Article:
Court to rule on Philippines star

The Philippines Supreme Court has begun hearing a bid to bar the current frontrunner for May's presidential elections from running for office.

A panel of judges is hearing expert testimony on whether Fernando Poe, who was born to a US mother, has the citizenship required to be a candidate.

Hundreds of Poe supporters marched towards the court during the hearing, but were doused with water cannons.

They have warned of trouble if Mr Poe is barred from standing.

A former film star who has never held political office, Mr Poe is currently enjoying an eight-percentage-point lead over President Gloria Arroyo.

The court is expected to take days or weeks to reach a decision, and tension ahead of the verdict is high.

Police used water cannons against about 400 Poe supporters three kilometres (1.8 miles) from the court in central Manila, while at least 3,000 Poe backers gathered in a Manila park to hear political speeches, repeatedly chanting "FPJ" (Fernando Poe Junior).

They finally dispersed when Mr Poe's wife, also a former film star, urged them to break up.

"FPJ is a Filipino. FPJ doesn't want trouble," Susan Roces said.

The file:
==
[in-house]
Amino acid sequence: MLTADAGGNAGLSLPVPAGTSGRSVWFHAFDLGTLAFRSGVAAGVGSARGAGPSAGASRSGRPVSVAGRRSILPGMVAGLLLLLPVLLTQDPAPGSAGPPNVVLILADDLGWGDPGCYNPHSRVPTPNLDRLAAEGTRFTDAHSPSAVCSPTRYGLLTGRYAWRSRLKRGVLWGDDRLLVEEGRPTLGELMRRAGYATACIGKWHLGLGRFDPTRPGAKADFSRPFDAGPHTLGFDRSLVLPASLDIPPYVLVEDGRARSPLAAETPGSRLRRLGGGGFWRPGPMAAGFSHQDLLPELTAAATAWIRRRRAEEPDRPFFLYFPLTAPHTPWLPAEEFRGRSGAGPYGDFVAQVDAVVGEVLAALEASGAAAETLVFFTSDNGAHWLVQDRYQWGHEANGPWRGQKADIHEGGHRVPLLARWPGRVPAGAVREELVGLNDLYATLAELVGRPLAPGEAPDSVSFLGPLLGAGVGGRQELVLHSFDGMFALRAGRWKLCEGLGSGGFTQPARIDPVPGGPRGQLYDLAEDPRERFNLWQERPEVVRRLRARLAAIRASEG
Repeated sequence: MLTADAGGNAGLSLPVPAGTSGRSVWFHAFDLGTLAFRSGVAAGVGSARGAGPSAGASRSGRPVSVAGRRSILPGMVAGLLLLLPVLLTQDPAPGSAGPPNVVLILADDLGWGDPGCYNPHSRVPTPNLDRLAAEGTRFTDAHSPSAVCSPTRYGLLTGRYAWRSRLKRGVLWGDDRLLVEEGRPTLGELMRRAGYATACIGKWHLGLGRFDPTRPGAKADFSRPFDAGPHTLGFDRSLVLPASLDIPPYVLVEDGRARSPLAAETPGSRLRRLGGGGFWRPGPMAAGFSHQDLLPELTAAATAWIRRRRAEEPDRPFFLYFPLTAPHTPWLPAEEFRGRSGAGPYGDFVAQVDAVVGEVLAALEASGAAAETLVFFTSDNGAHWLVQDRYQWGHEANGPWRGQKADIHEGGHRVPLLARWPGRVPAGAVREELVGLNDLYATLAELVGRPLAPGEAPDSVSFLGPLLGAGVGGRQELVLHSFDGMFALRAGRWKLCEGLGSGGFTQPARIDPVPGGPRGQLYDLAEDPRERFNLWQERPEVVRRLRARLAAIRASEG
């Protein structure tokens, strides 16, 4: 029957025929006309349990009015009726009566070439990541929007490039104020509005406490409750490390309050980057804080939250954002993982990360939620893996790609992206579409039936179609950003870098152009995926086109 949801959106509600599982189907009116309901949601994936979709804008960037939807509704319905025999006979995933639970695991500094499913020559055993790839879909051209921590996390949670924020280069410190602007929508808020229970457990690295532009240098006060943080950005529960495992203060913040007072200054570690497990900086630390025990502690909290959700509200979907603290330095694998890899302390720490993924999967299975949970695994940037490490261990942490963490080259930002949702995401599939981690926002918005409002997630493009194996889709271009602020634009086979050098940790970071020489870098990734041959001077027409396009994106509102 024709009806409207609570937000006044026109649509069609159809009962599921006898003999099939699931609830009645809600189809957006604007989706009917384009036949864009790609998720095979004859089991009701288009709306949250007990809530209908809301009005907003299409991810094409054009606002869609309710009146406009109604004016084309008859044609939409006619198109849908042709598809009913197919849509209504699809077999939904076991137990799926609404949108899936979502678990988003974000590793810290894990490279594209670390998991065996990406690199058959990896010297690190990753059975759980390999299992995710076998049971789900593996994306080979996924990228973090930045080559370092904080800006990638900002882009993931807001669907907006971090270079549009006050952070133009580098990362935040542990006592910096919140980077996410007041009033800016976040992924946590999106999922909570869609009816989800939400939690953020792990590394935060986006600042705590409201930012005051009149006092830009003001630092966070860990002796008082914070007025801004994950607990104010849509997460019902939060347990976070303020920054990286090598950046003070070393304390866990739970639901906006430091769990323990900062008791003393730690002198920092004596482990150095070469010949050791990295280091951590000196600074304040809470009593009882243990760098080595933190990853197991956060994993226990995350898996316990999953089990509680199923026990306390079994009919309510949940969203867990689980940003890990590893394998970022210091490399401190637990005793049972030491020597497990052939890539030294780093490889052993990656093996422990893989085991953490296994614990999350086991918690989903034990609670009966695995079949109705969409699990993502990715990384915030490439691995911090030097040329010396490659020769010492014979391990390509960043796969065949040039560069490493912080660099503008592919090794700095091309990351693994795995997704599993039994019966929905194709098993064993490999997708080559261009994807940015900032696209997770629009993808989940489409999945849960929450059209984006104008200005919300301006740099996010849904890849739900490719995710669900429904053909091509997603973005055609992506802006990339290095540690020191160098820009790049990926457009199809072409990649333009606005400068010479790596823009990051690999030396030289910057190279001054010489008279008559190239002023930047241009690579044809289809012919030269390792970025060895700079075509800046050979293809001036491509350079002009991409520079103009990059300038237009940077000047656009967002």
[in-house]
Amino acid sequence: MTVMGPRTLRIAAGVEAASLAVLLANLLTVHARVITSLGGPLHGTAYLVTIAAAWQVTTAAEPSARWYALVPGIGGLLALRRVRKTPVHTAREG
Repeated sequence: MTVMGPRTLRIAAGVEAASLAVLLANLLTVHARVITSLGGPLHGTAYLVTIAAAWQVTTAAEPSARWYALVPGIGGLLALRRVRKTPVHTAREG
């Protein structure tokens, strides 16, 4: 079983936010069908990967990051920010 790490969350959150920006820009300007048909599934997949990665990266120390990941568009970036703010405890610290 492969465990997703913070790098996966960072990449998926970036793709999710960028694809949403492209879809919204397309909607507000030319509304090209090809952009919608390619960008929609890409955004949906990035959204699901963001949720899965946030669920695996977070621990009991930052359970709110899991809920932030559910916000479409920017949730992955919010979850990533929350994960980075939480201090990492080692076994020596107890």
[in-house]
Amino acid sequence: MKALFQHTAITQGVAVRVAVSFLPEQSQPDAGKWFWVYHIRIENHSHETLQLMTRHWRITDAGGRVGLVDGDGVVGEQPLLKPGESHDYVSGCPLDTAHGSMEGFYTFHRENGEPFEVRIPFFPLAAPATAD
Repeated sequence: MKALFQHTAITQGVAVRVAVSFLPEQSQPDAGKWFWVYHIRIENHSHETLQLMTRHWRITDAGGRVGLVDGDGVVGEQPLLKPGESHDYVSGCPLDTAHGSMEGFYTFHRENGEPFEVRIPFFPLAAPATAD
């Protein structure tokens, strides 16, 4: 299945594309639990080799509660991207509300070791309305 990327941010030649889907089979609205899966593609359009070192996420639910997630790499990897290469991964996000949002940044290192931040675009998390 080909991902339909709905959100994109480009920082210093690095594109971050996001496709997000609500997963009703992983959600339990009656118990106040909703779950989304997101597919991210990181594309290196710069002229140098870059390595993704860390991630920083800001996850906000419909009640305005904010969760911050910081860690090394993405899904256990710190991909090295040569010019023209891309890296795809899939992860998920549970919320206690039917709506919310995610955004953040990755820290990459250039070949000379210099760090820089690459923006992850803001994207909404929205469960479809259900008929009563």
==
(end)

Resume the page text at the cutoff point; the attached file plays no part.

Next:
The authorities fear a repeat of the violence which engulfed Manila in May 2001 when then-President Joseph Estrada, also a former actor, and a friend of Mr Poe, was ousted in a military-backed coup.

The Philippines has a volatile history of "people power" revolts and military interventions.

During the last presidential election dozens of people were killed in political violence.


President Arroyo, a former economist, contends that she has the experience and the reforming policies to break the country's cycle of poverty and violence.

Mr Poe is a secondary school dropout who, at least until the start of campaigning, had no publicly announced policies.

In addition to the hearing regarding Mr Poe, the Philippines judiciary is also set to rule on another case with political ramifications.

The Supreme Court has ordered the retrial of two men who were due to be executed on kidnapping charges after Mrs Arroyo lifted a moratorium on executions last month.

The court said that it will hear new evidence in the case of Roderick Licayan and Roberto Lara, which their defence lawyers say will clear the men.


Bron : BBC World

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